The art of whose deal?
By Victor Rud. Published Jan. 10 at 4:37 pm Kyiv Post
Rex Tillerson’s business background for the office of Secretary of State reinforces a massive, overarching handicap in America’s dealing with the keystone issue of international affairs – matters affecting our national security and sovereignty. Nowhere will this be so immediately and dangerously played out as in the articulated approach of the incoming Administration’s desire to “deal” with Russia.
Domestic commercial “deals” rely on predictable and effective third-party enforcement mechanisms. This translates to the courts and related institutions. Indeed, it’s the fear of consequences – a fear that can be real only if a realistic opportunity for enforcement exists – that militates against a breach occurring in the very first place. Without that, “superior negotiating skills” are irrelevant.
In the international sphere, the core postulates for a modicum of world order are agreements affecting national sovereignty and international security: the UN Charter, the Helsinki Accords, the UN Genocide Convention, the Budapest Memorandum, and other nuclear and WMD non-proliferation agreements. But an effective and reliable third party enforcement structure for such “deals” is glaringly absent. Like drivers obeying the rules of the road, nations must instead rely on the assumption of reciprocal compliance with the “deal” by other signatories, in the mutual recognition of the self-interest by all.
It’s a delicate eco-system. If a signatory nation is allowed to trash the underlying premise of the “deal”, and if there are no consequences proportionate to the breach, the entire global structure will implode. The implosion can be cataclysmic when a signatory nation to an international disarmament agreement, for instance, knows that its breaches will be systematically ignored, and that even more agreements will blithely, meaninglessly, follow.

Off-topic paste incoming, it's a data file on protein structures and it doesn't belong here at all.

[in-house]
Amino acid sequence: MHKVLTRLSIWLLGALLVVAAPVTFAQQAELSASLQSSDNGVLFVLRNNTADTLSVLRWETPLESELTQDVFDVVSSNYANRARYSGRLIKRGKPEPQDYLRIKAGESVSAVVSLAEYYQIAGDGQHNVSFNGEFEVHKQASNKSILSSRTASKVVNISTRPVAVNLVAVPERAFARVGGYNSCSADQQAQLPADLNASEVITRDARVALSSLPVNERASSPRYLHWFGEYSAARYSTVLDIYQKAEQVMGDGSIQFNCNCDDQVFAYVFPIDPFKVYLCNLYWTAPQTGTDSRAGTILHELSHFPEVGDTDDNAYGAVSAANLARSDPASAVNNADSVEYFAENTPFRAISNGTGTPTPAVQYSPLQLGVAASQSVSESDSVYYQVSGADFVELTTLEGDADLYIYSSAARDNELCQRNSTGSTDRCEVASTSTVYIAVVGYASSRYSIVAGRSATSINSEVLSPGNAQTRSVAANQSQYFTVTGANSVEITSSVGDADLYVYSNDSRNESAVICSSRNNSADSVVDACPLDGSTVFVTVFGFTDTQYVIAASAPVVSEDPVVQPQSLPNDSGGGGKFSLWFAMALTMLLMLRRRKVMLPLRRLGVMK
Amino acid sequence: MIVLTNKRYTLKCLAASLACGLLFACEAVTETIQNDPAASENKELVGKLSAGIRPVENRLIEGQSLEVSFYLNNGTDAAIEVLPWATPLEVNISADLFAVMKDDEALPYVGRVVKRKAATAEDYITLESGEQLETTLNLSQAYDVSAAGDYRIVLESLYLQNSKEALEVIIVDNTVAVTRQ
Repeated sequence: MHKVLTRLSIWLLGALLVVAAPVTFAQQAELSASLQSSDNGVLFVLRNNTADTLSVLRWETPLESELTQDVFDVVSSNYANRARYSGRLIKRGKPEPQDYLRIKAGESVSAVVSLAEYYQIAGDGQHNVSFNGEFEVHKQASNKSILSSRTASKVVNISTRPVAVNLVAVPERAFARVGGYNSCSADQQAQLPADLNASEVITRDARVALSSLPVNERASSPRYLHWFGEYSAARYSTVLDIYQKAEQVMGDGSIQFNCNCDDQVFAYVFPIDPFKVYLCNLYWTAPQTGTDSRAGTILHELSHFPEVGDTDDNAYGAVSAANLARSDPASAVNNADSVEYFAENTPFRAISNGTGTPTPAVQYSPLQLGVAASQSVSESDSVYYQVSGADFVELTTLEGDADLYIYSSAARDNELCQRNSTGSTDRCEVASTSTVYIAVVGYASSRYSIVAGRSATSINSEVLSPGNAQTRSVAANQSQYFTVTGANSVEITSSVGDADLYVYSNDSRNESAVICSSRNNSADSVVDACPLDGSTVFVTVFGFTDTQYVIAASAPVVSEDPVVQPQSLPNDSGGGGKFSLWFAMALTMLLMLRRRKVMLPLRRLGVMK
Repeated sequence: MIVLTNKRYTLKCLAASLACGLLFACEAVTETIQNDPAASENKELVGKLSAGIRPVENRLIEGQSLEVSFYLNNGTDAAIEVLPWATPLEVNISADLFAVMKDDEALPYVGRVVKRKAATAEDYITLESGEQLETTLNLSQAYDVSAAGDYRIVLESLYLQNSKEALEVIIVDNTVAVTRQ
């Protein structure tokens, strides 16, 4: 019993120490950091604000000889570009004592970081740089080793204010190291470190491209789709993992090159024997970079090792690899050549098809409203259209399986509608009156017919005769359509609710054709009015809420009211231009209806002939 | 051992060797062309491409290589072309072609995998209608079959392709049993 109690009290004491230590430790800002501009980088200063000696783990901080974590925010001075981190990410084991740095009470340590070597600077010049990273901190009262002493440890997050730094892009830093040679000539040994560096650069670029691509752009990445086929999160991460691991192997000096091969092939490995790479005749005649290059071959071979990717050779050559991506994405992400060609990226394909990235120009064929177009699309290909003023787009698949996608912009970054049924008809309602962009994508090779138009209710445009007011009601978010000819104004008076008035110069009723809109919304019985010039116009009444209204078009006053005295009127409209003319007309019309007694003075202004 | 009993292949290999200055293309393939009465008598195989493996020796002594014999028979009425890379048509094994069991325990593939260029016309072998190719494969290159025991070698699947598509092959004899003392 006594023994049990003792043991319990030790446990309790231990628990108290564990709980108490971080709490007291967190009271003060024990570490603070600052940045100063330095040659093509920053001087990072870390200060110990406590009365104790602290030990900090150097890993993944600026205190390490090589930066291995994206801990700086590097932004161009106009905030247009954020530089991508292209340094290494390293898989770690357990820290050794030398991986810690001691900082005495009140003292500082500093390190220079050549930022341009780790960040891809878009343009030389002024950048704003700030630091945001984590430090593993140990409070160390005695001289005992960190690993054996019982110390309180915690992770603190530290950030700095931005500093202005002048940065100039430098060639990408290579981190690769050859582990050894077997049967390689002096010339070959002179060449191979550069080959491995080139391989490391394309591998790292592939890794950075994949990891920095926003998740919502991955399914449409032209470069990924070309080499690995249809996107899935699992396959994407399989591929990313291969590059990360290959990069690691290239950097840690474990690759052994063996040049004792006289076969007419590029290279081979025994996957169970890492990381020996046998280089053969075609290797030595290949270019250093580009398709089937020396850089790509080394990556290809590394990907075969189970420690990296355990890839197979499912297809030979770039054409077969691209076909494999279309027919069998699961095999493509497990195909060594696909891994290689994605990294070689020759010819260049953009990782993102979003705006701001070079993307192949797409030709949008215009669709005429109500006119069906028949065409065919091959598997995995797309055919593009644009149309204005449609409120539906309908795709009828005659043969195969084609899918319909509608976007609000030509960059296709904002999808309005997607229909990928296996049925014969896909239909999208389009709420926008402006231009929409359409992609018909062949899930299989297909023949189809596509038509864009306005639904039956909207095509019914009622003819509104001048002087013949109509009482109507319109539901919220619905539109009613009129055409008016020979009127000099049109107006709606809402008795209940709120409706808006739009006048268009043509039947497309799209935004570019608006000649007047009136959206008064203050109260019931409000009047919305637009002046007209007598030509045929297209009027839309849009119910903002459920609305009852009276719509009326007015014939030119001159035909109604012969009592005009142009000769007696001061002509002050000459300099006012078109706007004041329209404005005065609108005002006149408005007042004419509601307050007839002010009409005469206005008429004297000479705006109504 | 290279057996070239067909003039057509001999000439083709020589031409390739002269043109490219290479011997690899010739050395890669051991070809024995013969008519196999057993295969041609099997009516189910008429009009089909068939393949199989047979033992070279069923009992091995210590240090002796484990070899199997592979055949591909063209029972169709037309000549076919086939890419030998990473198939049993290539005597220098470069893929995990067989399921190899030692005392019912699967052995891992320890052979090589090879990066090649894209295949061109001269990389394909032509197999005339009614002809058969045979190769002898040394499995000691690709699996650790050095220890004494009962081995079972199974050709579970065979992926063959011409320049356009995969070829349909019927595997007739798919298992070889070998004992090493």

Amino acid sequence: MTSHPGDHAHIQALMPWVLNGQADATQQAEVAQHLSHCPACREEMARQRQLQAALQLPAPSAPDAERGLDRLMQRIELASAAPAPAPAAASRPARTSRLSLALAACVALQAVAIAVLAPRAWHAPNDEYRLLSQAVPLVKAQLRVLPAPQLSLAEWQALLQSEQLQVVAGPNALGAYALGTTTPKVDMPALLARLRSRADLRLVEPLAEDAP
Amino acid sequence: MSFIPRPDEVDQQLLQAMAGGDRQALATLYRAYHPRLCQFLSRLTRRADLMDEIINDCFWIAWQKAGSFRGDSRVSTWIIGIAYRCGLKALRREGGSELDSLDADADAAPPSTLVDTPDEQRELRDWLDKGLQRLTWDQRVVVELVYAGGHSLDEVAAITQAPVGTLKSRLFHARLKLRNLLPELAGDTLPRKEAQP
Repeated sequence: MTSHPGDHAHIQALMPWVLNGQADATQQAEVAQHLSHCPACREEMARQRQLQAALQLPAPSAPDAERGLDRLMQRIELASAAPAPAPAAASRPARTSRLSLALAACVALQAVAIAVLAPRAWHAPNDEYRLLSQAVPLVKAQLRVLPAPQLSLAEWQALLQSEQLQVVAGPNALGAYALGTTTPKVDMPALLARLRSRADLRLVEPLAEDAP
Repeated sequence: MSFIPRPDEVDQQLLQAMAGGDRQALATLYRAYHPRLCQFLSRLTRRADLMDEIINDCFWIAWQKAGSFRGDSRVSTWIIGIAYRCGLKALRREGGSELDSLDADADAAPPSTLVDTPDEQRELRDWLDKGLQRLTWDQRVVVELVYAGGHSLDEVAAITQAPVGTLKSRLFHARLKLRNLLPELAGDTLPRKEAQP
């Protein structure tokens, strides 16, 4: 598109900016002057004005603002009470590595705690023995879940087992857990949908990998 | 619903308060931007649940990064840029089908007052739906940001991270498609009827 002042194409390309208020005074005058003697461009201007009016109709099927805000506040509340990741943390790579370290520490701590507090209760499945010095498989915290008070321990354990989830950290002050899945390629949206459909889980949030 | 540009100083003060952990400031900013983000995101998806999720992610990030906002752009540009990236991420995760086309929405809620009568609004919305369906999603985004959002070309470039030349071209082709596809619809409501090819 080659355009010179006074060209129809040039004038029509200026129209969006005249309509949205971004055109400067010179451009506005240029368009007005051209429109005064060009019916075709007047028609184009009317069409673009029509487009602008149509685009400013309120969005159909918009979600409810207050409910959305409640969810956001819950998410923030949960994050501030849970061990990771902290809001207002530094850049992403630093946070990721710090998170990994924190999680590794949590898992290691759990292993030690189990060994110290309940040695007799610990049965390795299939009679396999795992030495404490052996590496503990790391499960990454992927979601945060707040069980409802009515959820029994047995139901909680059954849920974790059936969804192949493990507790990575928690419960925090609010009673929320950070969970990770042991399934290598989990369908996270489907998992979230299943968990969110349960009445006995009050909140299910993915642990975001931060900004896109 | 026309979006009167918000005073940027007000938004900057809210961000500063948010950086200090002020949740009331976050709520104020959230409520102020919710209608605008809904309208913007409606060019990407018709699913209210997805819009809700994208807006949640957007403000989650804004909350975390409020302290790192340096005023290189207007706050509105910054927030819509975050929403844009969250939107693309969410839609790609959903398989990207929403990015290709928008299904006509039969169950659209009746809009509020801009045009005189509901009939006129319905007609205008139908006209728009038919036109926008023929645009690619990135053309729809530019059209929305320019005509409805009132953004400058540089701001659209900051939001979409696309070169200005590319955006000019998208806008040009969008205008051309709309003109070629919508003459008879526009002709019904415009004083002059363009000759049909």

The incoming Adminstration’s compulsion to blithely translate domestic commercial deal-making to its relationship with Russia is fatuous, and will be disastrous. The first order of business, so to speak, is to understand that America’s domestic, commercial and political DNA both reflects and feeds a mercantile environment of stability and predictability that makes business possible in the first place. We approach international relations similarly, seeing it as essentially a regulatory matter, a relationship among nations simply to be managed for the sake of “stability.” We put our faith in reason, and worship compromise and negotiation. We idolize resulting international agreements as we do domestic ones: as solutions to problems, not as their cause; as resolutions of conflict, not as their catalyst; as enforceable paths forward, not as highways for reversal. We’re hypnotized with “doing the deal.”
American deal making with Russia does not work. Russia did not become the largest country in the world, steamrolling dozens of nations, through bourgeois deal making. Russia has always been an empire. Its imperial DNA precludes the compromise we worship and the precondition to which is restraint. Moscow vehemently rejects the stability we imagine we’re creating. Its worldview and goals are dynamic, outgoing, and implacably aggressive. Russia plays offense. America plays defense. Russia initiates. America reacts. Russia disrupts. America seeks to stabilize, to preserve, all the while as we cast about wondering, “What do we do now?”
We never learned Stalin’s encyclical: “agreements are like pie crusts, made to be broken.” Agreements for Russia, therefore, are simply part of maskirovka, intended to divert attention, to placate, to confuse, to buy time. It’s a hologram, another app to be programmed as may be appropriate for the circumstances, as are genocide of all strips, kompromat, dezinformatsia, provokatsia. Excepting purely commercial deals (but only for the duration and extent it so deigns to choose), Moscow’s goal in deal making with “the Americans” in matters of the highest national consequence for us is either (a) to prevent the realization of the very purpose of the agreement, or (b) to ensure the realization of the very opposite. Predictability of Moscow’s compliance is replaced by the predictability of Moscow’s breach.